The Longmire Twins Emma and Lucy

Emma & Lucy

Ladies in Racing - - Contents - Story by Scott Wheeler

It will be re­mem­bered as one of the cold­est race days in my mem­ory as Goul­burn threw out a clas­sic win­ters day that had every­body talk­ing about when the snow was go­ing to fall. This is what I love about this beau­ti­ful in­dus­try, it at­tracts pas­sion­ate and ded­i­cated peo­ple look­ing to cel­e­brate th­ese in­spir­ing an­i­mals we call horses.

Iwas here to meet the Longmire twins Emma and Lucy who have de­vel­oped a re­la­tion­ship that goes fur­ther than be­ing twin sis­ters who shared the same womb as they em­bark on their Twin­star part­ner­ship. Goul­burn was quickly es­tab­lished in the mid 1800s and the wool in­dus­try was the fire that brought peo­ple from far and wide to build the first recog­nised in­land city. The Big Merino is iconic for tourists but for rac­ing en­thu­si­asts we come here for the com­pet­i­tive thor­ough­bred horse rac­ing.

It was a busy day as al­ways for the Goul­burn Dis­trict Race Club as they pre­pared them­selves for an­other meet­ing that at­tracts some of the big­gest names of rac­ing. The close prox­im­ity to the city and lu­cra­tive coun­try prize­money gives plenty of in­cen­tive to travel the 195km south in search of an $11,000 pay day and with the trav­ellers be­ing greeted with a close to zero air tem­per­a­ture they def­i­nitely earned it. I met Emma first who was un­af­fected by the en­vi­ron­men­tal chal­lenges and greeted me with a warm smile. I had heard glow­ing re­ports from peo­ple work closely with the Longmire sis­ters and they all would agree that you couldn’t find two hap­pier peo­ple in rac­ing. Emma and Lucy had a large rep­re­sen­ta­tion from their sta­ble on track that day and their pro­fes­sion­al­ism was on show as they did what train­ers do best, show­case fit and ready race horses. The own­ers were happy and although the re­sults didn’t see them grace the win­ners stall the ex­pe­ri­ence will be re­mem­bered fondly as the horses headed back to the stall and all re­flect on the race just run.

The Longmire blood line is heav­ily in­grained in the rac­ing in­dus­try with links to the Moses broth­ers of Ar­row­field Stud, Fred and Wil­liam. They

were the pi­o­neers of breed­ing top class thor­ough­breds in the Up­per Hunter and were put on the map for pro­duc­ing the five-time Aus­tralian sire cham­pion Valious as well as 1920 Mel­bourne Cup win­ner Poitrel. When you speak with the Longmire sis­ters you can see their love for the stayer and suc­cess has come over ground at the early stages of their train­ing ca­reers. Horses like Thun­der Road and New­town Blue­bag are the stars of the sta­ble and the city and coun­try cups will be on the radar for th­ese as the spring ap­proaches with haste. New­town Blue­bag has a pretty big wrap from the sta­ble and the 5YO Lope De Vega geld­ing will look to re­ally step up af­ter win­ning the TAB High­way last prepa­ra­tion over the mile. Lucy stated that he will look for fur­ther over the spring car­ni­val with the listed stay­ing events be­ing the tar­get for bring­ing out the best in him. The big ques­tion in any train­ing part­ner­ship is who plays the pre­dom­i­nant role. We have seen some dy­namic com­bi­na­tions over the years with the Hawkes fam­ily, Bart and James Cum­mings and more re­cently An­thony and Ed­ward Cum­mings and the fa­ther and son pow­er­house of Peter and Paul Snow­den. They all suc­ceed with co­he­sion, co­op­er­a­tion and more im­por­tantly a point of dif­fer­ence that sep­a­rates them from the pack. Emma and Lucy learnt the trade in­di­vid­u­ally and af­ter be­ing men­tored by the likes of Guy Wal­ter and Graeme Spack­man, re­turned to Goul­burn to be­gin their Twin­star part­ner­ship. In re­gards to the dy­namic at Twin­star the fam­ily de­mands can in­flu­ence the hours that each can ded­i­cate to train­ing. As young moth­ers work­ing in an en­vi­ron­ment that con­sists of long hours and loads of travel you need to be able to switch roles and re­main 100% ef­fec­tive through­out. Emma has a lot of in­flu­ence at ground level for now at­tend­ing race days and en­sur­ing that the equine ath­letes are ready to go for a 6am open­ing of the track. Lucy has re­cently brought an­other ad­di­tion into the midst and en­sur­ing the Longmire chil­dren are well di­rected in the hus­tle and bus­tle of the morn­ing rou­tine is gen­er­ally her re­spon­si­bil­ity. My first phone con­ver­sa­tion with Emma was quite en­ter­tain­ing as she ob­vi­ously was com­pet­ing with the school rush and the de­mands of be­ing a trainer in this fast-talk­ing busi­ness. Poise, mul­ti­task­ing and pas­sion is re­quired as she ex­e­cuted this beau­ti­fully nav­i­gat­ing our path­way to and from school with a stop at the shops and feed­ing the neigh­bours dog. They live in neigh­bour­ing prop­er­ties that house the horses and fam­ily and this gives Twin­star the ad­van­tage of know­ing that you will al­ways have fam­ily in your cor­ner. The rac­ing man­ager for Twin­star Rac­ing is Mitch Man­ners who plays a ma­jor role in en­sur­ing that the com­mu­ni­ca­tion is top qual­ity and the train­ers are well sup­ported. The re­spected race caller was the third re­cip­i­ent of the John Tapp Schol­ar­ship and his in­dus­try ex­pe­ri­ence has been in­valu­able as the sta­ble grows and de­mands of the owner base in­crease. The fu­ture looks bright for the sta­ble and th­ese ladies of rac­ing won’t be go­ing any­where soon. It is a tight knit com­mu­nity and the train­ers have cre­ated a har­mo­nious en­vi­ron­ment that fos­ters suc­cess and with this brings at­ten­tion for ev­ery­one. Emma and Lucy moved to Goul­burn when they were 10 and with the ac­ces­si­bil­ity to the city why would you want to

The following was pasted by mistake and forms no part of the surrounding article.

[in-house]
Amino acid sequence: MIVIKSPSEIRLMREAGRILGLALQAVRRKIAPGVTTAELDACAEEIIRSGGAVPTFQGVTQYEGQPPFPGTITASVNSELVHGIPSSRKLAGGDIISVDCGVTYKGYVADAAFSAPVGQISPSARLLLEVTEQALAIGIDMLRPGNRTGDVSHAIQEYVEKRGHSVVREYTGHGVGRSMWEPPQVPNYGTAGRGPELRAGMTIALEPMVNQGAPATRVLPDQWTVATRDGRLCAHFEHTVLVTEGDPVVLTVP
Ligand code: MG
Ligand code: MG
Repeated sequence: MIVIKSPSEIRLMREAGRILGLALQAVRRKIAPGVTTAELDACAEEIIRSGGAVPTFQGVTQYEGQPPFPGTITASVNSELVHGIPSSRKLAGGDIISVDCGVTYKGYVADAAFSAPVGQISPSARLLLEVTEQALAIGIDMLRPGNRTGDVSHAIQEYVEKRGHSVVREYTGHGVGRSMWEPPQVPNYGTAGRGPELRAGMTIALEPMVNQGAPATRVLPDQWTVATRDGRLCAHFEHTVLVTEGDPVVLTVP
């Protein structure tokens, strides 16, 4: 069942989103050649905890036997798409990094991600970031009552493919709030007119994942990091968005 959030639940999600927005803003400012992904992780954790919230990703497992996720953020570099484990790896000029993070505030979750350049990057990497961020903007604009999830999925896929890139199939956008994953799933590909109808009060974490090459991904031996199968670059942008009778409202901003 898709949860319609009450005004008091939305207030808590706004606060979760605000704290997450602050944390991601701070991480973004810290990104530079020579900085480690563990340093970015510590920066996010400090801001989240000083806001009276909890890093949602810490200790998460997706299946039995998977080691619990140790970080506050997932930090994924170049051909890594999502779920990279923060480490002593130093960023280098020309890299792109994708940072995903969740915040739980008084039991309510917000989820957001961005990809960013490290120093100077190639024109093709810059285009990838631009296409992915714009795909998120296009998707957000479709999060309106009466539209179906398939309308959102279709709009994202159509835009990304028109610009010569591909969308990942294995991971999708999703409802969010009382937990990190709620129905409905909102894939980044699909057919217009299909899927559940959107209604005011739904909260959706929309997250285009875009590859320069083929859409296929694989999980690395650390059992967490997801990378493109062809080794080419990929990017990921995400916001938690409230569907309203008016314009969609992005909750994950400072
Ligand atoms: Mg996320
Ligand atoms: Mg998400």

Seachange at Hast­ings train any­where else.

Newspapers in English

Newspapers from Australia

© PressReader. All rights reserved.